I recently drafted Points of Dispute that contained the following dispute:
“It is noted that work is claimed relating to funding (eg items 7 and entries on 13/9/11 (fourth) under documents) despite clear Court of Appeal authority from 2011 (see paragraphs 108, 114 and 145 of Motto v Trafigura Ltd  EWCA Civ 1150) that such work is not recoverable. It is clear that the fee earner/s responsible for drafting the Bill and checking the same are not aware of the distinction between recoverable and irrecoverable work and it is anticipated that non-chargeable routine communications with the Claimant have been included. The Defendant, adopting a broad-brush approach, offers 80% of the routine communications claimed (ie 20 routine communications). If the same is not accepted the Court will be asked to determine the recoverability of each and every item claimed and the Defendant will request that the cost of this task be paid by the Claimant in any event.”
When Replies were served, out of time, they contained the following response:
“The Claimant is surprised by the dispute raised which illustrates that the Defendant’s fee earner responsible for preparing the Points of Dispute are not aware of the methodology applied in costs proceedings. The funding costs can be included within any Bill of Costs as they have been properly incurred. We have now conceded the said items rendering them irrecoverable.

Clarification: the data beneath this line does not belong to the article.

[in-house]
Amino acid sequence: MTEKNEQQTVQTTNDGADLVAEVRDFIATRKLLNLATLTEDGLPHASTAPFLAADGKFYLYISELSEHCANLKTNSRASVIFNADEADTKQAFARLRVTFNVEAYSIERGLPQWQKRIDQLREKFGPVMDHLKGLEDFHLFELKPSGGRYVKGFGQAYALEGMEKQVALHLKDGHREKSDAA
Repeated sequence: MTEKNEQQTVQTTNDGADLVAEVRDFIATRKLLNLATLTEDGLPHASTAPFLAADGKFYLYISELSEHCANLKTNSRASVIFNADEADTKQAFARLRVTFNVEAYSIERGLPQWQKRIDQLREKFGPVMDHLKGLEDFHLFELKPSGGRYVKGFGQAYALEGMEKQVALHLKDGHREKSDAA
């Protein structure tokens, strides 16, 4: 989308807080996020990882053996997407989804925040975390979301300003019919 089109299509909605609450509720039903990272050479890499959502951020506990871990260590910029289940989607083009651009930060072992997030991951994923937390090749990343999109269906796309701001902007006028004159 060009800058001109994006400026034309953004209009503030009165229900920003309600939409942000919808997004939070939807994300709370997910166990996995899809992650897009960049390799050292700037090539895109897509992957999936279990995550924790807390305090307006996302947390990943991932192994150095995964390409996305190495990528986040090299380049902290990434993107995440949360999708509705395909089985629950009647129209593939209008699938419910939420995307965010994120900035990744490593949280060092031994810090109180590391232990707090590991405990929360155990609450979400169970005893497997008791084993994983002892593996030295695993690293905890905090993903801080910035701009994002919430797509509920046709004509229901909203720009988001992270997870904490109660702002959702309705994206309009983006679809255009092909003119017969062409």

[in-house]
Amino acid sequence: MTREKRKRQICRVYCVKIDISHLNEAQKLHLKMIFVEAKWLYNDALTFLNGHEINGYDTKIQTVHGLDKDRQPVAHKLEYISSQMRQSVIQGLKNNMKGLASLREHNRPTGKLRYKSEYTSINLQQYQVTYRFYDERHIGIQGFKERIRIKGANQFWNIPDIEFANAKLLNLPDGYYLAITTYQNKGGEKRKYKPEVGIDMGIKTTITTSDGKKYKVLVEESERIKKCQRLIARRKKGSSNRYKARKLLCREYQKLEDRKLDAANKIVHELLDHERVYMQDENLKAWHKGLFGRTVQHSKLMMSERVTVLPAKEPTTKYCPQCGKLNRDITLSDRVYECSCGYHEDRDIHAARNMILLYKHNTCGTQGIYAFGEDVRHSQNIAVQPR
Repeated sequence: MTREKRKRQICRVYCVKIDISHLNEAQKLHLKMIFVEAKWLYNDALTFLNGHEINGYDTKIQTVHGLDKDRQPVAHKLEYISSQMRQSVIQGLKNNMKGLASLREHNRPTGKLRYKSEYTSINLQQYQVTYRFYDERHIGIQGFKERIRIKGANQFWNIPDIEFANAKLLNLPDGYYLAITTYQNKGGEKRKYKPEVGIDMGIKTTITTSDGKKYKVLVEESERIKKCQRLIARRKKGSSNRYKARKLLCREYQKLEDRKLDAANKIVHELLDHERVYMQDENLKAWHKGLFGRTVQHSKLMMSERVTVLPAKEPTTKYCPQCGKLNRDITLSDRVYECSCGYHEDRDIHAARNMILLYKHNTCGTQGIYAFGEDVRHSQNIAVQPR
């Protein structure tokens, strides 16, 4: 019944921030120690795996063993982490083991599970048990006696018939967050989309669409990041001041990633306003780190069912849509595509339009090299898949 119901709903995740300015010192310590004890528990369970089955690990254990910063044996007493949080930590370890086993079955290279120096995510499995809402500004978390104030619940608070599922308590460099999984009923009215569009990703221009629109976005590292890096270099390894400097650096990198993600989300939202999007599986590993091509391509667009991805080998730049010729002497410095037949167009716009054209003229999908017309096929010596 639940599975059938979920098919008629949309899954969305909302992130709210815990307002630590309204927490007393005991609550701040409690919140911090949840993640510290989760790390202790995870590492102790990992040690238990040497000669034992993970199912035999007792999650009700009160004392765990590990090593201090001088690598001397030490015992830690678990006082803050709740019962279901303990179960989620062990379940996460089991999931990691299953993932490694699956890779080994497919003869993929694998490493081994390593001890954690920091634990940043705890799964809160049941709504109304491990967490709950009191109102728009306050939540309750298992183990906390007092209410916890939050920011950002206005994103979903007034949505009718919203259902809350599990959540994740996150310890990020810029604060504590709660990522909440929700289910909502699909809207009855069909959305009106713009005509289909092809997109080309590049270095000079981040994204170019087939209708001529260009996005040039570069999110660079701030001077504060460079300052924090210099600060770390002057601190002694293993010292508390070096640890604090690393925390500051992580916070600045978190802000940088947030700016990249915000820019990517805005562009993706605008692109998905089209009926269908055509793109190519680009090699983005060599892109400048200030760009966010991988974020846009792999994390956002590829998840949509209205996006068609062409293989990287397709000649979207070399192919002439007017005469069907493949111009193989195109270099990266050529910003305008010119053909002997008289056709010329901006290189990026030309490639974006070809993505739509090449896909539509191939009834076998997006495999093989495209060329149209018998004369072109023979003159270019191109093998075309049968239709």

Does the Defendant seriously suggest that all Bill of Costs that suffer a reduction have been improperly drawn through a lack of awareness?”
Now, the statement that these costs were rendered irrecoverable as a result of the concession in the Replies is clearly poppycock. They are irrecoverable because that is what the law is (as clarified by the Court of Appeal). Such costs were irrecoverable before, during and after the Bill, Points of Dispute and Replies were prepared.
However, ignorance of how the law operates aside, this shows why costs is an area of the law that has fallen into such disrepute. If this work had been included within the Bill as a result of ignorance of the relevant case law, that would be unfortunate but no worse. Instead this is a perfect of example of parties including work they know to be irrecoverable in the hope the other side does not pick up on this.
Murray Heining, Chairman of the Association of Costs Lawyers, recently commented on this issue and repeated the comments of Dyson LJ (as he then was) in Buxton v Mills-Owens  1 WLR 1997:
“[the solicitors] were under a professional duty not to include in the court documents that they drafted any contention which they did not consider to be properly arguable and not to instruct counsel to advance contentions which they did not consider to be properly arguable.”